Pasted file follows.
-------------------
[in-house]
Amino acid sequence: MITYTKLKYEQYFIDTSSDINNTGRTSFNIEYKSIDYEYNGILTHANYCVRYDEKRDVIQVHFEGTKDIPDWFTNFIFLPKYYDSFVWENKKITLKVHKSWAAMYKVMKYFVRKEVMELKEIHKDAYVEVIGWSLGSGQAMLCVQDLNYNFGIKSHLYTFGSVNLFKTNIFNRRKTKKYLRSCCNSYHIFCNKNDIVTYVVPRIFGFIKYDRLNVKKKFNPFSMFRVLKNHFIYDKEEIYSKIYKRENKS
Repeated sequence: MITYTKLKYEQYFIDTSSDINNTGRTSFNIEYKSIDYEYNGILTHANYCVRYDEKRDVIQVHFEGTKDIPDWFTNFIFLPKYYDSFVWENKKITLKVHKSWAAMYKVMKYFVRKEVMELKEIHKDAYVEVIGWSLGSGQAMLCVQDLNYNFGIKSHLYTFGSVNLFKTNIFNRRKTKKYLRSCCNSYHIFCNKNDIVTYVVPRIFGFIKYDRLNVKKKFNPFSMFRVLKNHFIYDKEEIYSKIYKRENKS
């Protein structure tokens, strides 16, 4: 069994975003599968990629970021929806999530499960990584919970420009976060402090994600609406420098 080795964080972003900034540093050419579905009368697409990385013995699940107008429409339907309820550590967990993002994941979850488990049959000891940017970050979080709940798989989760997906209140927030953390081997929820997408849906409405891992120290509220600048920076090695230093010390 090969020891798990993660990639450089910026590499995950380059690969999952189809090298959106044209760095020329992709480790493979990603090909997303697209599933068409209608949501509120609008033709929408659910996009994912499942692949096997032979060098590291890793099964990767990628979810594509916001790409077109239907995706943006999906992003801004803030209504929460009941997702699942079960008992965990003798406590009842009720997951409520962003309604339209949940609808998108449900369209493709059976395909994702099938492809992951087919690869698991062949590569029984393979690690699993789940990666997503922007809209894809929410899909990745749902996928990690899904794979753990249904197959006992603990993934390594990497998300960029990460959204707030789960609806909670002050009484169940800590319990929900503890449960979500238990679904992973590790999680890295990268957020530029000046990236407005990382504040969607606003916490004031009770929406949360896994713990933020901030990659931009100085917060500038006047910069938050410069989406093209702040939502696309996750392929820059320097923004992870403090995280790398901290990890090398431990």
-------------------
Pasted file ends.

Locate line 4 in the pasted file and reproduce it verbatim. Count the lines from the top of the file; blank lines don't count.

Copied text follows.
């Protein structure tokens, strides 16, 4: 069994975003599968990629970021929806999530499960990584919970420009976060402090994600609406420098 080795964080972003900034540093050419579905009368697409990385013995699940107008429409339907309820550590967990993002994941979850488990049959000891940017970050979080709940798989989760997906209140927030953390081997929820997408849906409405891992120290509220600048920076090695230093010390 090969020891798990993660990639450089910026590499995950380059690969999952189809090298959106044209760095020329992709480790493979990603090909997303697209599933068409209608949501509120609008033709929408659910996009994912499942692949096997032979060098590291890793099964990767990628979810594509916001790409077109239907995706943006999906992003801004803030209504929460009941997702699942079960008992965990003798406590009842009720997951409520962003309604339209949940609808998108449900369209493709059976395909994702099938492809992951087919690869698991062949590569029984393979690690699993789940990666997503922007809209894809929410899909990745749902996928990690899904794979753990249904197959006992603990993934390594990497998300960029990460959204707030789960609806909670002050009484169940800590319990929900503890449960979500238990679904992973590790999680890295990268957020530029000046990236407005990382504040969607606003916490004031009770929406949360896994713990933020901030990659931009100085917060500038006047910069938050410069989406093209702040939502696309996750392929820059320097923004992870403090995280790398901290990890090398431990």